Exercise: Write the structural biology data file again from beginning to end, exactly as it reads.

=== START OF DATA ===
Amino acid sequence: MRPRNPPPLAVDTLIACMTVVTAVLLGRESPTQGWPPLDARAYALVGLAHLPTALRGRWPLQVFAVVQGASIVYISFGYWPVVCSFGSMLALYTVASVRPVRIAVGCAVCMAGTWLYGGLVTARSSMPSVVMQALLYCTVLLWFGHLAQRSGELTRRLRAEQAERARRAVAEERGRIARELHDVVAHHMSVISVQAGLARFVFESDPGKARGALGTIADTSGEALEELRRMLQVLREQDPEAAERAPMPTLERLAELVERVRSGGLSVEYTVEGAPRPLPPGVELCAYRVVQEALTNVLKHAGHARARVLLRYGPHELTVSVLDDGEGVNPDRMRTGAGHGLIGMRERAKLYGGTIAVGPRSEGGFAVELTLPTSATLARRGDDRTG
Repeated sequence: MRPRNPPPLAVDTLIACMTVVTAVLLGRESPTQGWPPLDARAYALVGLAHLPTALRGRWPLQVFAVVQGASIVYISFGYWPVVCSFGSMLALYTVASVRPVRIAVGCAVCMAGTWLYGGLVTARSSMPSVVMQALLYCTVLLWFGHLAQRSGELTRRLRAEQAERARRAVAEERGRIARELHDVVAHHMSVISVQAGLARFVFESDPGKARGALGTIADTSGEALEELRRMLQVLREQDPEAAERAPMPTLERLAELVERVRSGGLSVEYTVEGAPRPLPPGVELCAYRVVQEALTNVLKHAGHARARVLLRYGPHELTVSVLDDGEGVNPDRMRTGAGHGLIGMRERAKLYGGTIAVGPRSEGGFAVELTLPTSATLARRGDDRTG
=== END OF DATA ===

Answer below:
Amino acid sequence: MRPRNPPPLAVDTLIACMTVVTAVLLGRESPTQGWPPLDARAYALVGLAHLPTALRGRWPLQVFAVVQGASIVYISFGYWPVVCSFGSMLALYTVASVRPVRIAVGCAVCMAGTWLYGGLVTARSSMPSVVMQALLYCTVLLWFGHLAQRSGELTRRLRAEQAERARRAVAEERGRIARELHDVVAHHMSVISVQAGLARFVFESDPGKARGALGTIADTSGEALEELRRMLQVLREQDPEAAERAPMPTLERLAELVERVRSGGLSVEYTVEGAPRPLPPGVELCAYRVVQEALTNVLKHAGHARARVLLRYGPHELTVSVLDDGEGVNPDRMRTGAGHGLIGMRERAKLYGGTIAVGPRSEGGFAVELTLPTSATLARRGDDRTG
Repeated sequence: MRPRNPPPLAVDTLIACMTVVTAVLLGRESPTQGWPPLDARAYALVGLAHLPTALRGRWPLQVFAVVQGASIVYISFGYWPVVCSFGSMLALYTVASVRPVRIAVGCAVCMAGTWLYGGLVTARSSMPSVVMQALLYCTVLLWFGHLAQRSGELTRRLRAEQAERARRAVAEERGRIARELHDVVAHHMSVISVQAGLARFVFESDPGKARGALGTIADTSGEALEELRRMLQVLREQDPEAAERAPMPTLERLAELVERVRSGGLSVEYTVEGAPRPLPPGVELCAYRVVQEALTNVLKHAGHARARVLLRYGPHELTVSVLDDGEGVNPDRMRTGAGHGLIGMRERAKLYGGTIAVGPRSEGGFAVELTLPTSATLARRGDDRTG